Torstar chair, National Post columnist debate future of a struggling industry
OTTAWA— Torstar Chair John Honderich squared off against Postmedia columnist Andrew Coyne at a soldout and spirited debate Tuesday over whether the government should “act to save journalism in Canada.”
Honderich made the case that newspapers are vital for a democratic society, arguing that because of the industry’s “badly broken” business model, government action is necessary to prevent their disappearance.
“You could not have a more fundamental public good than making sure the Canadian population is well-informed,” Honderich said.
“That is an absolutely fundamental tenet of how a democracy works.”
Coyne said the struggles of the in- dustry are largely self-inflicted — mainly by posting content online for free — and that the government has no place choosing which media players deserve to be bailed out.
“People do not value the thing we are selling at a price sufficient to cover its cost,” Coyne said.
“If the government can’t subsidize everyone, it shouldn’t subsidize anyone.”
Tuesday’s event was part of the Macdonald-Laurier Institute’s “Great Canadian Debates” series and took place at the Canadian War Museum. The question of the discussion — “Should government act to save journalism?” — comes as the federal Liberals study ways to support the beleaguered news business, which could include tax changes or the creation of an independent, publicly funded organization to support local media and startups.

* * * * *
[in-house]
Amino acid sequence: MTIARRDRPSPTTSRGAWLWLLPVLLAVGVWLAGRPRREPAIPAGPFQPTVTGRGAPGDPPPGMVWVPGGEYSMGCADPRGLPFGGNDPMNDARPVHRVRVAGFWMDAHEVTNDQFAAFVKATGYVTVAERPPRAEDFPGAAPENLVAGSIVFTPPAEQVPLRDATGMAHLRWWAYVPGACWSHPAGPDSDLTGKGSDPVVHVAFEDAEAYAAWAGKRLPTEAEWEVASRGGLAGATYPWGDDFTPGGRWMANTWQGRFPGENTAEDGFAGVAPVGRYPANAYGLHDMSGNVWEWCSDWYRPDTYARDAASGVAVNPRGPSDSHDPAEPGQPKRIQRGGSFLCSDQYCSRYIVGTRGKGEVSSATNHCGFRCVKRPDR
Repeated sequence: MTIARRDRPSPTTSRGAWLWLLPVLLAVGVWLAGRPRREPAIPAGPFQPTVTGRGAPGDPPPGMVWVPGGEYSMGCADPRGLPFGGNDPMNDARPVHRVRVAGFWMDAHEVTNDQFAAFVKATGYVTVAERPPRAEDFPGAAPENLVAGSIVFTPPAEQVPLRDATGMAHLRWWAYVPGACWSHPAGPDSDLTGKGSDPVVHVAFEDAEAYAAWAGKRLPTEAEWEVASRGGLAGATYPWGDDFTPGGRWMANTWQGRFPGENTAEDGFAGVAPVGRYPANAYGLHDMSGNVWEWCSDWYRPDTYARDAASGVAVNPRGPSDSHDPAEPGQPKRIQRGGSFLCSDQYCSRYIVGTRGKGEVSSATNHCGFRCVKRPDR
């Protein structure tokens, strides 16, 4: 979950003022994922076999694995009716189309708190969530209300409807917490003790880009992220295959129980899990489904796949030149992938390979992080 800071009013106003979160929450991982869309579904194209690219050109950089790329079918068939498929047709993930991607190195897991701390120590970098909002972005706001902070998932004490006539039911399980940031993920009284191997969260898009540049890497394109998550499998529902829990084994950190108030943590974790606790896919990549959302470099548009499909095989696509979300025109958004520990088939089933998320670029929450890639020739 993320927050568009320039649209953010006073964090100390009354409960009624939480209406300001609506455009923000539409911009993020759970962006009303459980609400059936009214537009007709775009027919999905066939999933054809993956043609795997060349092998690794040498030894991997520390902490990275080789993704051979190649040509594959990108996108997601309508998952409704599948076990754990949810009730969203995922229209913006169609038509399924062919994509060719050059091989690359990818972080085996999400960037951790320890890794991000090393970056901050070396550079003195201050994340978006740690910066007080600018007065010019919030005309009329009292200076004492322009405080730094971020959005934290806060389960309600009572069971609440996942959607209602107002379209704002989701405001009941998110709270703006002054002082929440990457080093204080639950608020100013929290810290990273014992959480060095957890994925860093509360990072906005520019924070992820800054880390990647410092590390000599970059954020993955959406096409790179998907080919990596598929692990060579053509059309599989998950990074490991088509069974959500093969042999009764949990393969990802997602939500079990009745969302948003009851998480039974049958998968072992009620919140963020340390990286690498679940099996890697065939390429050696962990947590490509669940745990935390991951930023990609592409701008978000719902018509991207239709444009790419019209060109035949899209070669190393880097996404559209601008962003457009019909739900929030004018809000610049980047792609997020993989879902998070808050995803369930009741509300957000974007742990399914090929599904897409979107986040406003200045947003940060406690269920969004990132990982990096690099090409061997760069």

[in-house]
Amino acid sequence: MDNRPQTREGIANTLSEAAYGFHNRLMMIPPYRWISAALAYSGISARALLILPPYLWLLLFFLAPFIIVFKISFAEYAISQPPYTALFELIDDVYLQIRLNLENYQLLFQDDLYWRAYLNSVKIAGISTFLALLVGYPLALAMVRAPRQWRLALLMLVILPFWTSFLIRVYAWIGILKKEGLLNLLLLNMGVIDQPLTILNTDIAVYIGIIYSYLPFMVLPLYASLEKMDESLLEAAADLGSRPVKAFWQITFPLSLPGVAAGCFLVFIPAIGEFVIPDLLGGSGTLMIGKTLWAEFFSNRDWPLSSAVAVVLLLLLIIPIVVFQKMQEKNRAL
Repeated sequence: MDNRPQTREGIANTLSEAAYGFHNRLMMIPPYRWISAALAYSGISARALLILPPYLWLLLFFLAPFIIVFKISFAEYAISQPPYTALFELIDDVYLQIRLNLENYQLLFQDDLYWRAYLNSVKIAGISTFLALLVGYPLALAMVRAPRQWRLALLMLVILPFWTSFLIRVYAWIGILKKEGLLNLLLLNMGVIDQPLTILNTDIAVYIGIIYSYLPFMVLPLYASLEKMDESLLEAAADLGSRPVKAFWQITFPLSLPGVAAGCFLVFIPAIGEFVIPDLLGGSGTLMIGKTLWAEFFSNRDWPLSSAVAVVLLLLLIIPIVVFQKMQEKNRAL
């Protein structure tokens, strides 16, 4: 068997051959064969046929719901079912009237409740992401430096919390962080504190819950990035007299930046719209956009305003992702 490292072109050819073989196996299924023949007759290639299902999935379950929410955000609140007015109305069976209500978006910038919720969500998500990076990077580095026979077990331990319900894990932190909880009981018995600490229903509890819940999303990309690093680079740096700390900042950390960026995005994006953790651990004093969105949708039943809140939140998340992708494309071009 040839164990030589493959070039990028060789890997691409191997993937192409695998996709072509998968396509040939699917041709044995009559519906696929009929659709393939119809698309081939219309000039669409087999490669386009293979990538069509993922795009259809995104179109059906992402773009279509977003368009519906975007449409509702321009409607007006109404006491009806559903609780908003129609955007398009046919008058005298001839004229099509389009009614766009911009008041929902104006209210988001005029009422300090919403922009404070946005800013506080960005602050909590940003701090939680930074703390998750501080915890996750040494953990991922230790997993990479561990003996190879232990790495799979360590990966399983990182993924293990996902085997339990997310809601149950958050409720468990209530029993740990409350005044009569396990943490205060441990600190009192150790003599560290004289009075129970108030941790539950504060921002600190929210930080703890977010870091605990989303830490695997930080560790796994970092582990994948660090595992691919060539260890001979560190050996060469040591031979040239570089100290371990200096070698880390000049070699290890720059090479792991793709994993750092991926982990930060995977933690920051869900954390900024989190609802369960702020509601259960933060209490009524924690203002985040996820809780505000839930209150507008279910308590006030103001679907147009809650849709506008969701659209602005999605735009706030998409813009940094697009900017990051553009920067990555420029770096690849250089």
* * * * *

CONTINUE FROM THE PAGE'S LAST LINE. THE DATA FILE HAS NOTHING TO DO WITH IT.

In February, the Public Policy Forum released a report that outlined the precipitous decline in advertising revenue among Canadian media organizations, and recommended a series of tax changes and the creation of a $400-million journalism fund to support the industry.
In the debate, Honderich contended that, despite the ascendancy of social media and bloggers practising so-called “citizen journalism,” traditional media remains best positioned to hold governments to ac- count, pursue deep investigations in the public interest, and give voice to the less powerful.
“The functioning of a healthy democracy is predicated on a well-informed populace,” he said, citing examples of persistent Star journalism on police racial profiling and former mayors Rob Ford, of Toronto, and Brampton’s Susan Fennell.
“Newspapers provide, when well run, the means for a populace to ex- amine itself, a channel to ferret out lies, abuse and corruption, and a vehicle to give voice to those whose voices are not often heard.”
He also argued that the idea of government subsidies for newspapers and other media is not “radical or a brand new idea in Canada.” It’s been around in various forms since before Confederation, he said, pointing to a periodical fund for print magazines and nondaily papers that provides Maclean’s magazine with “almost $2 million annually,” as well as the $1.1 billion the CBC receives every year.
Coyne, meanwhile, warned that an infusion of public cash to struggling media could promote mediocre reporting, whereas maintaining a tough profit motive in a competitive industry might well be its saving grace. Honderich concluded by stating journalism is essential for a wellinformed public — making it different from simple products or services on offer in the economy.
“It’s a value, it’s a judgment, it’s the essence I think of what we’re about,” he said.
In a straw poll of the audience at the end of the debate, it appeared that most were opposed to the idea of federal support for the industry.